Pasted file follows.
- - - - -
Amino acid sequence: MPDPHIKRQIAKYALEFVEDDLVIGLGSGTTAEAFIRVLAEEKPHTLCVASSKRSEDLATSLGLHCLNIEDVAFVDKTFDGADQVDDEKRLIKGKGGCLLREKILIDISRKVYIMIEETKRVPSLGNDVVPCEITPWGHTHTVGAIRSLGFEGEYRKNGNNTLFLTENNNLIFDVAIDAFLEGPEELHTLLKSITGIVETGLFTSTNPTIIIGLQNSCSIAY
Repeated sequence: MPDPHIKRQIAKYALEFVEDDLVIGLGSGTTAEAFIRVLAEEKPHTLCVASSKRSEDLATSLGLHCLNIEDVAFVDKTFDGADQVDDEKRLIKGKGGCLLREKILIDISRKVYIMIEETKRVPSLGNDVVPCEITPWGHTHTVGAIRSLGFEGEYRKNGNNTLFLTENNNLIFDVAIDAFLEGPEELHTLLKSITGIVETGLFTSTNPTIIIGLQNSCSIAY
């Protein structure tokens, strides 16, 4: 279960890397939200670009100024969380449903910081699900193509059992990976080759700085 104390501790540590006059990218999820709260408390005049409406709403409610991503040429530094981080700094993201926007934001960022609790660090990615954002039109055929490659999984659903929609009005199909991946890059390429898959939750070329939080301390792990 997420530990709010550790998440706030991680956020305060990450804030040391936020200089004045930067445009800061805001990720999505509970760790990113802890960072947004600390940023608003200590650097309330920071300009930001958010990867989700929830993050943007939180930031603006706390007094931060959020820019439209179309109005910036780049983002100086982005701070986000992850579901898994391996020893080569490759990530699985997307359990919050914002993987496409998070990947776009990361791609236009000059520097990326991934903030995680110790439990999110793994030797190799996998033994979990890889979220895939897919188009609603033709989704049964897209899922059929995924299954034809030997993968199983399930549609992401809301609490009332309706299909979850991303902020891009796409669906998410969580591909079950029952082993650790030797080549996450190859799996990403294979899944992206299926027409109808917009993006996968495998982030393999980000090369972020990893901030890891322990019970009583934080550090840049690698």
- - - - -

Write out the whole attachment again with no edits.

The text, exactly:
Amino acid sequence: MPDPHIKRQIAKYALEFVEDDLVIGLGSGTTAEAFIRVLAEEKPHTLCVASSKRSEDLATSLGLHCLNIEDVAFVDKTFDGADQVDDEKRLIKGKGGCLLREKILIDISRKVYIMIEETKRVPSLGNDVVPCEITPWGHTHTVGAIRSLGFEGEYRKNGNNTLFLTENNNLIFDVAIDAFLEGPEELHTLLKSITGIVETGLFTSTNPTIIIGLQNSCSIAY
Repeated sequence: MPDPHIKRQIAKYALEFVEDDLVIGLGSGTTAEAFIRVLAEEKPHTLCVASSKRSEDLATSLGLHCLNIEDVAFVDKTFDGADQVDDEKRLIKGKGGCLLREKILIDISRKVYIMIEETKRVPSLGNDVVPCEITPWGHTHTVGAIRSLGFEGEYRKNGNNTLFLTENNNLIFDVAIDAFLEGPEELHTLLKSITGIVETGLFTSTNPTIIIGLQNSCSIAY
């Protein structure tokens, strides 16, 4: 279960890397939200670009100024969380449903910081699900193509059992990976080759700085 104390501790540590006059990218999820709260408390005049409406709403409610991503040429530094981080700094993201926007934001960022609790660090990615954002039109055929490659999984659903929609009005199909991946890059390429898959939750070329939080301390792990 997420530990709010550790998440706030991680956020305060990450804030040391936020200089004045930067445009800061805001990720999505509970760790990113802890960072947004600390940023608003200590650097309330920071300009930001958010990867989700929830993050943007939180930031603006706390007094931060959020820019439209179309109005910036780049983002100086982005701070986000992850579901898994391996020893080569490759990530699985997307359990919050914002993987496409998070990947776009990361791609236009000059520097990326991934903030995680110790439990999110793994030797190799996998033994979990890889979220895939897919188009609603033709989704049964897209899922059929995924299954034809030997993968199983399930549609992401809301609490009332309706299909979850991303902020891009796409669906998410969580591909079950029952082993650790030797080549996450190859799996990403294979899944992206299926027409109808917009993006996968495998982030393999980000090369972020990893901030890891322990019970009583934080550090840049690698």